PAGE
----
I hope to work on my newsletter this afternoon ... and maybe take a nap. There's a garage sale up the street that the guy says he's bringing out an oak bookcase later so I'll go check that out. Always need bookcases.

Hope your weekend is spent doing things you love.

Much love,

PK the Bookeemonster

Friday, June 25, 2010

Too cool for ...


Hot this afternoon. I had to go to Walmart after work for some groceries then took Tug for a quick walk. I'm not doing his long walk for a while other than weekends because it just gets too hot for him (and me) and he won't wait until later in the evening. So I take him to the field where he can be off leash most of the time and jump in the big ditch.

I finished BROKEN by Karin Slaughter. I really didn't need for it to end. I could have read about these characters for a while longer. I haven't decided yet what to read next.

Last night I worked on my newsletter, actually past my bedtime I was so caught up in it. Then we lost power -- on just our street. The streets to the north and south did not. There were power fixer guys out there with flashlights. Later, we got our power back but I heard them again out there at 2:40 am. Don't know what caused it and why just our street.

I don't really plan on going anywhere this weekend. Steve will be busy tomorrow and I'll be doing the usual chores.

I've got Say Yes to the Dress to watch tonight and then I'll go through my reading options. I'm thinking that it looks like not much on tv tomorrow night so maybe Steve and I can watch a DVD. We've got a few stacked up the the to-be-viewed pile.

Have a lovely evening....

Much love,

PK the Bookeemonster

Thursday, June 24, 2010

You can have them!

I'm really enjoying Karin Slaughter's book, BROKEN. In her most recent books she's combined her series, having Dr. Sara Linton meet Will Trent. The character of Trent is good; I like him. He has a flaw of being dyslexic but is a top notch cop and hiding his disability well. I find myself reading far longer than I mean to because I'm getting lost in the story. That's a good storyteller.

Oh, work is frustrating. The calls I get drive me to irritation which is saying a lot because I'm very even tempered. I have to say the same thing over and over that the program ended and why to the same person before they maybe accept it or just give up. And it looks like the TEUC federal program is done now too not just temporarily: the Senate didn't pass it today.

I'd like to work on my newsletter this evening. I didn't get to last night because Steve was shooting and not able to run interference with Tug who doesn't like me to be downstairs in the evenings. I also have a bone for Tug to chew on tonight. Bwa hahaha!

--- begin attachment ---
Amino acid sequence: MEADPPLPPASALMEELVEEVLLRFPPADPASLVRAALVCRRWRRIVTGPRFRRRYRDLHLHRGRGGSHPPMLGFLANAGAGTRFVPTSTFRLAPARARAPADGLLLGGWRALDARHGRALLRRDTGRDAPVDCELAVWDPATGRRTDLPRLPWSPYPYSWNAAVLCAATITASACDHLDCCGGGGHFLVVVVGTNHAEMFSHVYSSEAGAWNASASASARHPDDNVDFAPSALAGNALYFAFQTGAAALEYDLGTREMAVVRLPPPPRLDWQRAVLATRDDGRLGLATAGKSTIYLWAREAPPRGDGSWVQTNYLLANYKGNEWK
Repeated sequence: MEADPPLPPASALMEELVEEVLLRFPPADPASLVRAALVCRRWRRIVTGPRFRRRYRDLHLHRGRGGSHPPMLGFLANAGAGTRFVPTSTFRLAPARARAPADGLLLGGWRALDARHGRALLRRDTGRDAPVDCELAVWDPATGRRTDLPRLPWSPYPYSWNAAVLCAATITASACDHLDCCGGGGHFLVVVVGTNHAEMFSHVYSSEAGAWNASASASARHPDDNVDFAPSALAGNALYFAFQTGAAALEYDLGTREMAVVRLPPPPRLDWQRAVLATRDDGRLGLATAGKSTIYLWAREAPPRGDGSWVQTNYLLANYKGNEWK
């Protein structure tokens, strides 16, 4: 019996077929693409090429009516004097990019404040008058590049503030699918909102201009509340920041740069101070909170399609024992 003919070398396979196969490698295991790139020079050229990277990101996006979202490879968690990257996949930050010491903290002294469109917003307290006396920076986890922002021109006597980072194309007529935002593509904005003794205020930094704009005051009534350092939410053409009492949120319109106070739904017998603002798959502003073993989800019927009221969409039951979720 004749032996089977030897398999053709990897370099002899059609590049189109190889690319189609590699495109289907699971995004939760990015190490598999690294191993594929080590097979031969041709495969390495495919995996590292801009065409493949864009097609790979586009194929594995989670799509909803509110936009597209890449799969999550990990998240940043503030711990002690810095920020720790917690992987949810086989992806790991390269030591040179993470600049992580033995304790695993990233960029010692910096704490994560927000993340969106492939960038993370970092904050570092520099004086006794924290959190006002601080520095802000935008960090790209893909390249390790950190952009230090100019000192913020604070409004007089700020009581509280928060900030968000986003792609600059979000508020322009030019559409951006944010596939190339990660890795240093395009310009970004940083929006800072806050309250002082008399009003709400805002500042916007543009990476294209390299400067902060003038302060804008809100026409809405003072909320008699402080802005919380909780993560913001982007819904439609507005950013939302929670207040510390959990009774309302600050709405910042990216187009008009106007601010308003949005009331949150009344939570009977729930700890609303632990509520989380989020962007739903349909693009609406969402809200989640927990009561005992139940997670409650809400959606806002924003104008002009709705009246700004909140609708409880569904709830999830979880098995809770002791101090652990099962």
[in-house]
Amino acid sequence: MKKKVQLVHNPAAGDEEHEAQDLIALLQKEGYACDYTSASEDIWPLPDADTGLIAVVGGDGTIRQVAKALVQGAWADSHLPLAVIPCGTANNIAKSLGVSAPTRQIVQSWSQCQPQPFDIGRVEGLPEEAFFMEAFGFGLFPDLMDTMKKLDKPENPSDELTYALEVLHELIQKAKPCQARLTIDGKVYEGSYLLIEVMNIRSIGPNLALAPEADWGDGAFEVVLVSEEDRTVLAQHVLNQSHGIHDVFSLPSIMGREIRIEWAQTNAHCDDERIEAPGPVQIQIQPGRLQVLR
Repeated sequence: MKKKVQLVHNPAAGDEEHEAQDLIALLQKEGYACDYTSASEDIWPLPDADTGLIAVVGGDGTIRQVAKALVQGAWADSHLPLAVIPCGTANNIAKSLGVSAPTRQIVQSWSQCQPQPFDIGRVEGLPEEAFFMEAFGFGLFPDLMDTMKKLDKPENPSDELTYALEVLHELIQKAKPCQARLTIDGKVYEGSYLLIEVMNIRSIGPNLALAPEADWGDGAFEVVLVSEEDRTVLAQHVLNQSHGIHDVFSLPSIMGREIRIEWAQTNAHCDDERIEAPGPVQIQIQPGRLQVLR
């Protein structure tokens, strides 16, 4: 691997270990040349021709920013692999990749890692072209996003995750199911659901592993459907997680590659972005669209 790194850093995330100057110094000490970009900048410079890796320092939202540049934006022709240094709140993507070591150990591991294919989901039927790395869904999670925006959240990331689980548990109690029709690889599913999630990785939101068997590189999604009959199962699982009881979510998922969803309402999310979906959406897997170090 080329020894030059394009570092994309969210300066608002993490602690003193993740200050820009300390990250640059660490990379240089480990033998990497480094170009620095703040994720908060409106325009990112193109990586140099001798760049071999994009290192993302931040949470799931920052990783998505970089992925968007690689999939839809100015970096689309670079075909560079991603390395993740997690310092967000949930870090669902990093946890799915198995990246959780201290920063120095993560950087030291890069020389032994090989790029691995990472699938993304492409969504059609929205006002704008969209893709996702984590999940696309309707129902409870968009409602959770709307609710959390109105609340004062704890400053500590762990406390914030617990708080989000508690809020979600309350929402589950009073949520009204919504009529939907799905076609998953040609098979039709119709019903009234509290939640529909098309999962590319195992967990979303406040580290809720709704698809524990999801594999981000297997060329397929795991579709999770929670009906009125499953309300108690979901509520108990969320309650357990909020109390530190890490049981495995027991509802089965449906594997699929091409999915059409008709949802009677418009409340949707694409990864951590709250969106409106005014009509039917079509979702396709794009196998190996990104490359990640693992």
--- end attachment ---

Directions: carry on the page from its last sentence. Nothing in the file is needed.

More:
It was hoooot today. In the upper 80s. Oy, I just am not a hot weather person. And there may be thunderstorms this evening. It's getting dark to the west and south.

Have a good Thursday evening, everyone...

Much love,

PK the Bookeemonster

Tuesday, June 22, 2010

Teaser Tuesday!

Teaser Tuesday!

I'm about to start BROKEN by Karin Slaughter which I teased you with last week.

Coming out next Tuesday is ICE COLD by Tess Gerritsen. This will be 8th of 8 in series featuring Jane Rizzoli, a detective, and medical examiner Maura Isles, in Boston, Massachusetts. Here is a description:

In Wyoming for a medical conference, Boston medical examiner Maura Isles joins a group of friends on a spur-of-the-moment ski trip. But when their SUV stalls on a snow-choked mountain road, they’re stranded with no help in sight.As night falls, the group seeks refuge from the blizzard in the remote village of Kingdom Come, where twelve eerily identical houses stand dark and abandoned. Something terrible has happened in Kingdom Come: Meals sit untouched on tables, cars are still parked in garages. The town’s previous residents seem to have vanished into thin air, but footprints in thesnow betray the presence of someone who still lurks in the cold darkness—someone who is watching Maura and her friends.Days later, Boston homicide detective Jane Rizzoli receives the grim news that Maura’s charred body has been found in a mountain ravine. Shocked and grieving, Jane is determined to learn what happened to her friend. The investigation plunges Jane into the twisted history of Kingdom Come, where a gruesome discovery lies buried beneath the snow. As horrifying revelations come to light, Jane closes in on an enemy both powerful and merciless—and the chilling truth about Maura’s fate.